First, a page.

New York City schools reopened on Monday to scenes of joy, relief and fear as about a million children returned to their classrooms, the most for the first time since the nation’s largest school system was shut down in March 2020 due to the pandemic.
The day, always chaotic even in normal times, started with many families and educators nervous about the coming months as the spread of the highly contagious Delta strain has complicated the city’s pressure to fully reopen schools. .
It represents a pivotal moment in the city’s long recovery from the pandemic, and Mayor Bill de Blasio has a lot at stake in keeping schools open, even as other districts across the country have faced quarantines and other disruptions. Unlike last year, and unlike some other major boroughs, the city didn’t offer most students a remote option.
It’s unclear how many parents will keep their kids at home — at least initially. Last year, 600,000 children were signed up for distance learning, and while the vast majority of those children appeared to have returned to school on Monday, a small group of parents have petitioned the city to resume online classes.
Mr de Blasio said he believed that almost all students would eventually return. Meisha Porter, the school’s chancellor, said last week that the Administration for Children’s Services could become involved if families refuse to return their children after several weeks.
The city’s preliminary attendance rate on Monday was just over 82 percent, but it didn’t include counts of about 350 of the roughly 1,800 schools. That percentage was lower than in previous years, but not dramatic: Day one attendance hovered around 90 percent in recent years before the pandemic.
The mayor said Monday will be remembered as “a game changer, a difference maker, a turning point” for New York City.
Most parents accepted that it was time to go back. In Brownsville, Brooklyn, Debra Gray nervously dropped her 13-year-old son Kamari, who has asthma, from Public School 323. “We have to give this a shot,” she said. “The kids need time with their teachers. But I am concerned.”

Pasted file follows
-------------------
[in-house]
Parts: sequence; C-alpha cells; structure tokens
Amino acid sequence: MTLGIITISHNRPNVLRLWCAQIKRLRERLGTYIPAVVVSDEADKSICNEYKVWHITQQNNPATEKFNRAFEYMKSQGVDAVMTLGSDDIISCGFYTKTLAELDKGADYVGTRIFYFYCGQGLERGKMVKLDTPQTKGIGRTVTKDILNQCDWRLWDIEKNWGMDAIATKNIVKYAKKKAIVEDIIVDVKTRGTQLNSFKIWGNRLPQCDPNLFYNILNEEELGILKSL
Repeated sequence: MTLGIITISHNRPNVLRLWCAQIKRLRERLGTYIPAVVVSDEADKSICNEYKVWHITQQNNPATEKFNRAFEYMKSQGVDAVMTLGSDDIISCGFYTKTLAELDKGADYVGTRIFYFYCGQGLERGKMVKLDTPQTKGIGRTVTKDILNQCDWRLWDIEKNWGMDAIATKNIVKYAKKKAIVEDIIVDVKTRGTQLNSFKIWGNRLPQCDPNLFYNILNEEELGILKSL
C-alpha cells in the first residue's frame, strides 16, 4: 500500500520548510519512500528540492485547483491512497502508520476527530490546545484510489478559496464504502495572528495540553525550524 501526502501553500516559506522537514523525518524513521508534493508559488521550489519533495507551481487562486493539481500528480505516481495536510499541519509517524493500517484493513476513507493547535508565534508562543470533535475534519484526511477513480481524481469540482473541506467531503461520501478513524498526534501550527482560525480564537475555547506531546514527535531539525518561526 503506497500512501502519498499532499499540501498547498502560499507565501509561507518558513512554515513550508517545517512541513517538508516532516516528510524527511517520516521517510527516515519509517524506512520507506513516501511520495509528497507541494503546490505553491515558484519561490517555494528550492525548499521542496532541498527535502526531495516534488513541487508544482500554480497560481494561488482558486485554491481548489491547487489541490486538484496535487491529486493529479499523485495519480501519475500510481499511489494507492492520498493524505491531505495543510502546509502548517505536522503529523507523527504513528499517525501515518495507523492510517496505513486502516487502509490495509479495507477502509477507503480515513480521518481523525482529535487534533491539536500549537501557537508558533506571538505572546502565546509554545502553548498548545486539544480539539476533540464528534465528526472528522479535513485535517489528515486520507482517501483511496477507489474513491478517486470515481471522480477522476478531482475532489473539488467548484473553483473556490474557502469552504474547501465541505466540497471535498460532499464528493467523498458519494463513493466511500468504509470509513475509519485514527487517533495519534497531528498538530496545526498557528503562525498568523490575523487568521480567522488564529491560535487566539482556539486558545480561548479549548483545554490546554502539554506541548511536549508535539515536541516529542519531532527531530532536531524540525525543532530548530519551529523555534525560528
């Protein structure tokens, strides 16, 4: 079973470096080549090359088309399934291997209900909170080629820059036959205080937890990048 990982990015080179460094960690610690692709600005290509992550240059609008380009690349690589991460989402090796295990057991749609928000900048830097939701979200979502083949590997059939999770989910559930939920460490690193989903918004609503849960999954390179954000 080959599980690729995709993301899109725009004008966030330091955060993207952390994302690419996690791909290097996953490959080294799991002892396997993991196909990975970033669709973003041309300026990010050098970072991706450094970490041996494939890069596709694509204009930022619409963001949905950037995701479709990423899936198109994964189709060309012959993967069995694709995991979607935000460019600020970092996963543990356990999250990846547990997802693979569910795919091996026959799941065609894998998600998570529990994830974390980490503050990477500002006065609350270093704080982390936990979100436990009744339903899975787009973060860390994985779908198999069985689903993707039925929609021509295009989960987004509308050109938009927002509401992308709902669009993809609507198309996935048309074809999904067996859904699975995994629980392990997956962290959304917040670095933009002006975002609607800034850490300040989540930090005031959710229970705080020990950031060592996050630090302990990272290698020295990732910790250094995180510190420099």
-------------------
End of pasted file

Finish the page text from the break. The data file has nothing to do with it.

To reassure parents that their children are returning to safe classrooms, city officials have implemented policies including randomized testing, vaccine mandates for school staff and quarantines for unvaccinated students. All students, teachers and staff must wear face masks in schools.
But despite all the planning, the online health screening survey parents have to fill out every morning temporarily crashed as hundreds of thousands of people signed up at the same time.
Still, the day passed with a few major hiccups. Students all over the city expressed their excitement and uncertainty about the new year.
In a busted, air-conditioned subway in East New York, Brooklyn, Neriyah Smith, who is 8, said nervous and excited to see her classmates again after learning distance learning all year long last year. “I made a lot of friends before I was on computers,” she said.
In the Bronx, Jazlynn Gonzalez, 14, hugged himself and stared wide-eyed at the students streaming into Herbert H. Lehman High School. “Ooh, I’m so scared,” she said. “I don’t know what to do, like people come up to me and I don’t know if I should say hello, I’m just confused.”
New York, which always starts and ends its school year later than most other districts, is the last major system in the country to reopen. Los Angeles and San Francisco have seen very few outbreaks in the weeks the schools have been open, while other districts that do not require masks or other security measures have seen massive student quarantines. For example, in Mississippi, which has one of the lowest vaccination rates in the country, there were 69 outbreaks in schools in the first few weeks of classes.
Mr de Blasio has long said that the city, once an epicenter of the pandemic, would not be able to fully recover without the full restoration of the school system, allowing many parents to return to work. There are indeed encouraging signs: The city’s Delta wave, which was modest compared to much of the rest of the country, appears to be stabilizing just as the school year begins.
Monday’s reopening closed months of planning and anticipation for the third straight school year disrupted by the pandemic.
In May, amid a rapid rollout of vaccines and rapidly declining numbers of virus cases, Mr de Blasio announced that the city would no longer offer distance education to most students. (A few thousand children the city considers medically vulnerable can still study at home.)